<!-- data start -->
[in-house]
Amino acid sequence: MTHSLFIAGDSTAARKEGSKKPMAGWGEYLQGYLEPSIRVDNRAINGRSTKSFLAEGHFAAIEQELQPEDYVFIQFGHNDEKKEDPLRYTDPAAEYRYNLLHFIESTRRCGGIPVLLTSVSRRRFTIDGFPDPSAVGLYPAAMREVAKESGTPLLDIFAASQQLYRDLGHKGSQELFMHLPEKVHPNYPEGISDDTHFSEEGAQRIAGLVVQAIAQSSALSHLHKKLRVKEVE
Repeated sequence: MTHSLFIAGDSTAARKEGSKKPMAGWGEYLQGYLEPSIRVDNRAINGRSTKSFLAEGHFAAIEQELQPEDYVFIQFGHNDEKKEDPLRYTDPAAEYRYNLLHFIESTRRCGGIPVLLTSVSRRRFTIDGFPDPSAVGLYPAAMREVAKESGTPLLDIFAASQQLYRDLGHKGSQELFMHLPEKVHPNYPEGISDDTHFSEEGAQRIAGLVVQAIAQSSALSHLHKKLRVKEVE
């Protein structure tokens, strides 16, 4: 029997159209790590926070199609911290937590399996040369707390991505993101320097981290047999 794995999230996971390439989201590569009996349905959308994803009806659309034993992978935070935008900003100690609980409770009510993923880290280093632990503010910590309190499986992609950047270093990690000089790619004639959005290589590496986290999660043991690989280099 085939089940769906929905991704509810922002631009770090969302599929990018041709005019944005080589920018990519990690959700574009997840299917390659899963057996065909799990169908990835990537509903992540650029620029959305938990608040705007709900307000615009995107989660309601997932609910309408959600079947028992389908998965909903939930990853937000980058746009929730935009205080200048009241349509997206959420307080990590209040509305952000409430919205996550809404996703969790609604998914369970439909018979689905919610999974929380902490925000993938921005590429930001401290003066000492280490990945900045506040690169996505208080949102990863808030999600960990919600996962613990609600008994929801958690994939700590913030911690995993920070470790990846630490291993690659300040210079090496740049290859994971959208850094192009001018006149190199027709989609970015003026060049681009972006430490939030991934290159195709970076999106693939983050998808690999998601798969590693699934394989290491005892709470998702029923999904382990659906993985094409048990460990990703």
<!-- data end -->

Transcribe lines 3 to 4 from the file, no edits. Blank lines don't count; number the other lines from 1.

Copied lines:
Repeated sequence: MTHSLFIAGDSTAARKEGSKKPMAGWGEYLQGYLEPSIRVDNRAINGRSTKSFLAEGHFAAIEQELQPEDYVFIQFGHNDEKKEDPLRYTDPAAEYRYNLLHFIESTRRCGGIPVLLTSVSRRRFTIDGFPDPSAVGLYPAAMREVAKESGTPLLDIFAASQQLYRDLGHKGSQELFMHLPEKVHPNYPEGISDDTHFSEEGAQRIAGLVVQAIAQSSALSHLHKKLRVKEVE
């Protein structure tokens, strides 16, 4: 029997159209790590926070199609911290937590399996040369707390991505993101320097981290047999 794995999230996971390439989201590569009996349905959308994803009806659309034993992978935070935008900003100690609980409770009510993923880290280093632990503010910590309190499986992609950047270093990690000089790619004639959005290589590496986290999660043991690989280099 085939089940769906929905991704509810922002631009770090969302599929990018041709005019944005080589920018990519990690959700574009997840299917390659899963057996065909799990169908990835990537509903992540650029620029959305938990608040705007709900307000615009995107989660309601997932609910309408959600079947028992389908998965909903939930990853937000980058746009929730935009205080200048009241349509997206959420307080990590209040509305952000409430919205996550809404996703969790609604998914369970439909018979689905919610999974929380902490925000993938921005590429930001401290003066000492280490990945900045506040690169996505208080949102990863808030999600960990919600996962613990609600008994929801958690994939700590913030911690995993920070470790990846630490291993690659300040210079090496740049290859994971959208850094192009001018006149190199027709989609970015003026060049681009972006430490939030991934290159195709970076999106693939983050998808690999998601798969590693699934394989290491005892709470998702029923999904382990659906993985094409048990460990990703």